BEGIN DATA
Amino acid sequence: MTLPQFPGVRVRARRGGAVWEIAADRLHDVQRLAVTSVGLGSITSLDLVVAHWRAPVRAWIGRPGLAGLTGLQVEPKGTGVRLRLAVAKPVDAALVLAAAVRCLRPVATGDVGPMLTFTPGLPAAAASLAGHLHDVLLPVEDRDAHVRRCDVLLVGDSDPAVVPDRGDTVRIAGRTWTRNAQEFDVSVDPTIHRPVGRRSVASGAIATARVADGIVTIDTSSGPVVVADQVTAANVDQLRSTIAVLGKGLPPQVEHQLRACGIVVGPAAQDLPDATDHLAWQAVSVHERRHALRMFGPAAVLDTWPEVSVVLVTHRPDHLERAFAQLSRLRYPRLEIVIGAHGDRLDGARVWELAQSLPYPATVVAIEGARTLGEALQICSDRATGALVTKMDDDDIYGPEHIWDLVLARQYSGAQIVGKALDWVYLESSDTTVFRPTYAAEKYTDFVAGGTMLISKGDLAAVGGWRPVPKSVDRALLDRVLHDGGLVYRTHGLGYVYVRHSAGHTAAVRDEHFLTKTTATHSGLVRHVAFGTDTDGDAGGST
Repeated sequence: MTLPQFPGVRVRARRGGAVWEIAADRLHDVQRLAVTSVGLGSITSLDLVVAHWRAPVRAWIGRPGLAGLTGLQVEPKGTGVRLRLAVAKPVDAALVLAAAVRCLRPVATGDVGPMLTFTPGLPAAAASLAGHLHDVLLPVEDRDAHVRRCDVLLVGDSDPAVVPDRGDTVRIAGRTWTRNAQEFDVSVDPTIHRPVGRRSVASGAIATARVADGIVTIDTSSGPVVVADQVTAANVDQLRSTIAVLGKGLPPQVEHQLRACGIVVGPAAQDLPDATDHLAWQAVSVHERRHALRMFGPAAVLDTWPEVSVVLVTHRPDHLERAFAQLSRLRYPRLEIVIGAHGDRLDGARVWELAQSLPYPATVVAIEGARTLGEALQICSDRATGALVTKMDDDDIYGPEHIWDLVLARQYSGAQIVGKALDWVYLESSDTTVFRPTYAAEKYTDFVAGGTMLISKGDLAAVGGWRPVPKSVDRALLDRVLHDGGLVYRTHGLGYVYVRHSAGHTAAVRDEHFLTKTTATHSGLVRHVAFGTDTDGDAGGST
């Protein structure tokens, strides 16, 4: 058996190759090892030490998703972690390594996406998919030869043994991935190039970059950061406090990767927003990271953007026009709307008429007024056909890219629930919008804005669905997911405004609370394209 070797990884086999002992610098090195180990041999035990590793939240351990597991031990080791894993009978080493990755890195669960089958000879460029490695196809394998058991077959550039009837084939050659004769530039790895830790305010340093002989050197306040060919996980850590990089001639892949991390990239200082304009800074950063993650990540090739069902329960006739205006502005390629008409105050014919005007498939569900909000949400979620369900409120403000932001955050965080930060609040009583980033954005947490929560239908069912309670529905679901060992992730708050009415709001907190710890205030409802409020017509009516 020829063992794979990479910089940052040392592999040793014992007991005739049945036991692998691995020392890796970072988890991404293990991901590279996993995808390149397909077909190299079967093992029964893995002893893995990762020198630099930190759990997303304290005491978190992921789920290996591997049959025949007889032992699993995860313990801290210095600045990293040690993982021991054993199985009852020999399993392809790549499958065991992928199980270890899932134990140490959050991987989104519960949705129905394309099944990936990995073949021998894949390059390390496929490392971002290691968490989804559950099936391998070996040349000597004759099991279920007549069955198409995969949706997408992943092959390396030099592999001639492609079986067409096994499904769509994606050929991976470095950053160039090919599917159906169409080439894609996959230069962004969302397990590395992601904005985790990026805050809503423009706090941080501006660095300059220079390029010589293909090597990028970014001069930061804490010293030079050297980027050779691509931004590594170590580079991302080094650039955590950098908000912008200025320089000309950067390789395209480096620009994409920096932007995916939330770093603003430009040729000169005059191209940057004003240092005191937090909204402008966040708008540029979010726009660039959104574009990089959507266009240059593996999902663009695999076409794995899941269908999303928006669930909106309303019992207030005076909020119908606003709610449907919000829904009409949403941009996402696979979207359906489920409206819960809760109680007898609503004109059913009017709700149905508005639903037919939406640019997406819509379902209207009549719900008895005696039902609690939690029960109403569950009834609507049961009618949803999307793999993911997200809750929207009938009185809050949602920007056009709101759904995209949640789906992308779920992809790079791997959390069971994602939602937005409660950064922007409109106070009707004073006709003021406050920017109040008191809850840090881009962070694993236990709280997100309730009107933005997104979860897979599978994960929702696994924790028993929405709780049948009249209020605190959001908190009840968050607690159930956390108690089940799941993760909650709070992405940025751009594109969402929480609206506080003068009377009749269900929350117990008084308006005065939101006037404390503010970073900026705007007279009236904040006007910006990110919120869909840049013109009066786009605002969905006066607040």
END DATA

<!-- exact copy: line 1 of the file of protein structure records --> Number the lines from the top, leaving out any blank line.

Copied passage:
Amino acid sequence: MTLPQFPGVRVRARRGGAVWEIAADRLHDVQRLAVTSVGLGSITSLDLVVAHWRAPVRAWIGRPGLAGLTGLQVEPKGTGVRLRLAVAKPVDAALVLAAAVRCLRPVATGDVGPMLTFTPGLPAAAASLAGHLHDVLLPVEDRDAHVRRCDVLLVGDSDPAVVPDRGDTVRIAGRTWTRNAQEFDVSVDPTIHRPVGRRSVASGAIATARVADGIVTIDTSSGPVVVADQVTAANVDQLRSTIAVLGKGLPPQVEHQLRACGIVVGPAAQDLPDATDHLAWQAVSVHERRHALRMFGPAAVLDTWPEVSVVLVTHRPDHLERAFAQLSRLRYPRLEIVIGAHGDRLDGARVWELAQSLPYPATVVAIEGARTLGEALQICSDRATGALVTKMDDDDIYGPEHIWDLVLARQYSGAQIVGKALDWVYLESSDTTVFRPTYAAEKYTDFVAGGTMLISKGDLAAVGGWRPVPKSVDRALLDRVLHDGGLVYRTHGLGYVYVRHSAGHTAAVRDEHFLTKTTATHSGLVRHVAFGTDTDGDAGGST